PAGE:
“What the hell’s wrong with Plackard?” asked Dr David Rummage. “Is he on drugs?”


Liz Wanhope, interim accountable officer of Blithering CCG, looked up from the meeting paper she had been trying to read and towards the door where Martin Plackard, director of buy-in for the STP, had appeared.

Plackard was bouncing into the room in slow motion, as if someone had turned down gravity immediately around him. He wore his usual expression of unbearable smugness but with a new element of dangerously suppressed excitement. 

“He’s going to explode,” said Rummage, enthusiastically. “This could be messy.”

To Rummage’s disappointment, Plackard failed to detonate.

“Can we start please?” asked Sir Trevor Longstay, chair of the STP strategy committee.

Lesser men might have been defeated by weightlessness. Not Plackard, who slid into the remaining vacant seat just as Sir Trevor called the meeting to order.

Sir Trevor was not in a good mood. There was a crisis in the offing, but not the kind that he liked, where someone would get their feet held to the fire or their career destroyed.

The crisis heading their way, he explained, was news from the centre that STPs were to produce new five year plans.

“They’re trying to make us relevant again,” he said, clearly irritated.

“Why would they do that?” asked Wanhope, genuinely puzzled. “It’s not as if we’ve done anything to deserve it.”

Plackard, who was still showing signs of imminent combustion, could no longer contain himself.

“The STP reset is a fantastic opportunity to build on the success of our last plan,” he said, his voice cracking with emotion. “We will be able to refresh the five-year strategy we published two years ago.”  

The cause of Plackard’s agitation was now clear. There would need to be more meaningful stakeholder engagement, more feedback, more messaging, more co-produced initiatives, more unconferences, more infographics, more social media campaigns, more dashboards and more media briefings. Above all, there would be more Plackard.

“No wonder the useless sod is so excited,” Rummage thought.

Sir Trevor was keen to move on.

“NHS England and NHS Improvement have promised to loosen their grip on the operational detail. They plan to focus less on assurance and take a more strategic role supporting success at local level, which means…?”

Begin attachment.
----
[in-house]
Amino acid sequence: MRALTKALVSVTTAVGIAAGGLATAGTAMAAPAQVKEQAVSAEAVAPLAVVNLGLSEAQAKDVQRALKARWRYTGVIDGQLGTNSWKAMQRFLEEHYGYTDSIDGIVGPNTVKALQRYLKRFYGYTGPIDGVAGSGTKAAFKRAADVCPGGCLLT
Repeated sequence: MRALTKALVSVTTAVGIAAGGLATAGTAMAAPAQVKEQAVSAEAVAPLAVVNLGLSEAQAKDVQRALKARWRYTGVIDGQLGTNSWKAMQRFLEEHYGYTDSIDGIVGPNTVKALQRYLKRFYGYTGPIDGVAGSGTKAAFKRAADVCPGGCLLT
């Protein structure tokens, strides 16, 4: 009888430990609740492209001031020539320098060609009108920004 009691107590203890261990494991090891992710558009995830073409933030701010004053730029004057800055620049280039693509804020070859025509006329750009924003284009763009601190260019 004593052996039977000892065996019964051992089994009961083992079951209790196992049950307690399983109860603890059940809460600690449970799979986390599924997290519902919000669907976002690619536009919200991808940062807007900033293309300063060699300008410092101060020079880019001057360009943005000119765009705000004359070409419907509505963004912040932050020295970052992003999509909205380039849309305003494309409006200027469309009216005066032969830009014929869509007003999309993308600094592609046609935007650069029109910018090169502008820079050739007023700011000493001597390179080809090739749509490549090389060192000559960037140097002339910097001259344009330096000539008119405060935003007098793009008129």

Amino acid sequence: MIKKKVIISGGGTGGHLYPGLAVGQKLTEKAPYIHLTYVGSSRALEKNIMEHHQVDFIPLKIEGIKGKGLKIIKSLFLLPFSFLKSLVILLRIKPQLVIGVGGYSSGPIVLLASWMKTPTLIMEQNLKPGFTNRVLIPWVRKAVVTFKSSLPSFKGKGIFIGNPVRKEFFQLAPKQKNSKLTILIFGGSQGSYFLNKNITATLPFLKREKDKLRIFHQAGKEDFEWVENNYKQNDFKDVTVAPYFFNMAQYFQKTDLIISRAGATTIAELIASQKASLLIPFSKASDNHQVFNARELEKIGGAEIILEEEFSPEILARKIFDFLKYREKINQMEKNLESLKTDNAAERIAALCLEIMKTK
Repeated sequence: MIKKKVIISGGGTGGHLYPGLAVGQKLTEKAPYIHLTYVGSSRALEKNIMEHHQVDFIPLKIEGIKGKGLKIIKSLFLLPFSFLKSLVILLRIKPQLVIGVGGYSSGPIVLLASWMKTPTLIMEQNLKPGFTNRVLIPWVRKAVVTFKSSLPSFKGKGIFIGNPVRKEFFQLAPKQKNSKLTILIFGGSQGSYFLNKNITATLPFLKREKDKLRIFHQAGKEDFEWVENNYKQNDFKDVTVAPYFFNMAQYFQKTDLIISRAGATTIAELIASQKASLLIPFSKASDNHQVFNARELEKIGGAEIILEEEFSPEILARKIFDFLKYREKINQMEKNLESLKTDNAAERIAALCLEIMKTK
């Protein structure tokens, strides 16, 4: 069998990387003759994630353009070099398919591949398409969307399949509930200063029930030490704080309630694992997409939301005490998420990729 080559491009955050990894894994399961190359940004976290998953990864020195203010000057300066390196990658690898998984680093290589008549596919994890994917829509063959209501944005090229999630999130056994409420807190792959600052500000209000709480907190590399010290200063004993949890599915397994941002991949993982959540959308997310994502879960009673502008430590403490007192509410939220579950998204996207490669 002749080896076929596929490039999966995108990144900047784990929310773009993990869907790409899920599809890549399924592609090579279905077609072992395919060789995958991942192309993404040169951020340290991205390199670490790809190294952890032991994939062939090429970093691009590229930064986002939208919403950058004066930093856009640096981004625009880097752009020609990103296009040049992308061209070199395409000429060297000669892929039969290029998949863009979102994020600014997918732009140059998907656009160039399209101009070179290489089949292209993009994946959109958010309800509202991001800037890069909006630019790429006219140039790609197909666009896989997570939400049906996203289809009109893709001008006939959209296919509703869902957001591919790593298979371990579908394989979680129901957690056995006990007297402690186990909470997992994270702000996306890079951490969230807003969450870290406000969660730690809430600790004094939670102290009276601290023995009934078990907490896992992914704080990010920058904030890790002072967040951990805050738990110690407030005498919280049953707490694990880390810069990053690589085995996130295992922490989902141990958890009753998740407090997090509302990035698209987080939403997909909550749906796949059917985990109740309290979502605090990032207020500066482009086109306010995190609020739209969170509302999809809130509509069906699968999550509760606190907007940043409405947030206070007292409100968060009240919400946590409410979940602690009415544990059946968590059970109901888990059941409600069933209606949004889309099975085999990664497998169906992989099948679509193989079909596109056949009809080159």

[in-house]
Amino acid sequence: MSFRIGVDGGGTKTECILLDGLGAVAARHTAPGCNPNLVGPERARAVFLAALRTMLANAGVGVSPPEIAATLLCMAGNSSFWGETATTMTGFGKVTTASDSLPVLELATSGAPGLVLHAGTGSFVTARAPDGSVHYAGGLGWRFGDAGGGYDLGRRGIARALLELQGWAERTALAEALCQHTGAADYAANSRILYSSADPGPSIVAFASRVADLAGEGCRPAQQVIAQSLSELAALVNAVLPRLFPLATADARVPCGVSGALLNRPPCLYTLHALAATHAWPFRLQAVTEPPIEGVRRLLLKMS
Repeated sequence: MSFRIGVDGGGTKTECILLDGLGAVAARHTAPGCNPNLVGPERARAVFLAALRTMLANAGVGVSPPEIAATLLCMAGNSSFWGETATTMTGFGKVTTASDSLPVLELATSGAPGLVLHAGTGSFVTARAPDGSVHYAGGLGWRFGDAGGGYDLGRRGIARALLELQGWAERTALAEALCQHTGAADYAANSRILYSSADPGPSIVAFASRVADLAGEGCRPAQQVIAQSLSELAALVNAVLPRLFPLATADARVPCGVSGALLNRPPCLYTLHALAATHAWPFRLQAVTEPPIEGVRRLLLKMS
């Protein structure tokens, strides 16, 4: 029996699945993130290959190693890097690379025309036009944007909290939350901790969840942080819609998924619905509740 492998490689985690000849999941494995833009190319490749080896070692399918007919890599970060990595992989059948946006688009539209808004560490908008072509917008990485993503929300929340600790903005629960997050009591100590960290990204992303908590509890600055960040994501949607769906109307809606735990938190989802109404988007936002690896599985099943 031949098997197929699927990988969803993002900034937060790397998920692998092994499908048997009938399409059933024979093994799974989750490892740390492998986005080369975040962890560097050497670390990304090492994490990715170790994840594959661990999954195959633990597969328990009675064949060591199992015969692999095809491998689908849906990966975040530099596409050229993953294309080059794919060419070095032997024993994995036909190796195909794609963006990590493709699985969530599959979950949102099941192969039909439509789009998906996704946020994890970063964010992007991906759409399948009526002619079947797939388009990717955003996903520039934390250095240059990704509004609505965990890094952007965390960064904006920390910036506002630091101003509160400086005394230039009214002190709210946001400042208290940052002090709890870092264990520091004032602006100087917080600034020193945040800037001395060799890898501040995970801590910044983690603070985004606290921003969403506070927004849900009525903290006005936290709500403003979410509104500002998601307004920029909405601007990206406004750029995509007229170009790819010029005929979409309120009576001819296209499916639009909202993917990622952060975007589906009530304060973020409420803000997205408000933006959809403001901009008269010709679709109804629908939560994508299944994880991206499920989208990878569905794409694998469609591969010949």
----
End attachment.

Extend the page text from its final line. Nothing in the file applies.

Longstay paused and looked around the table for someone to complete his sentence.

“Which means we have a transitional period to co-produce and mobilise success?” Plackard suggested.

Rummage feigned a coughing fit to cover his laughter. “Sorry, bit of Hobnob caught in the throat,” he said.

Longstay studied Plackard carefully for signs of irony. There were none.

Sir Trevor continued: “No, man, it means business as bloody usual. We’ll have about two weeks before the first templates arrive demanding to know in detail how we want national bodies to hold us to account for success at local level in a hands-off manner, and a few months before we’ll be expected to come up with something more substantial to keep the centre off our backs.

“Meanwhile we have to worry about getting the CCG and the acute trust out of special measures and think of something else to sell to meet our PFI commitments.”

“I think you can trust me to come up with a realistic, sorry, I mean a credible plan,” Plackard replied.

More coughing from Rummage, who appeared to have inhaled another biscuit.

“We’re depending on you, Plackard,” said Sir Trevor, pausing for a moment to let the gravity of that statement sink in.

Editor: Julian Patterson


Reproduced at TrainingPrimaryCare.com by kind permission of Julian Patterson.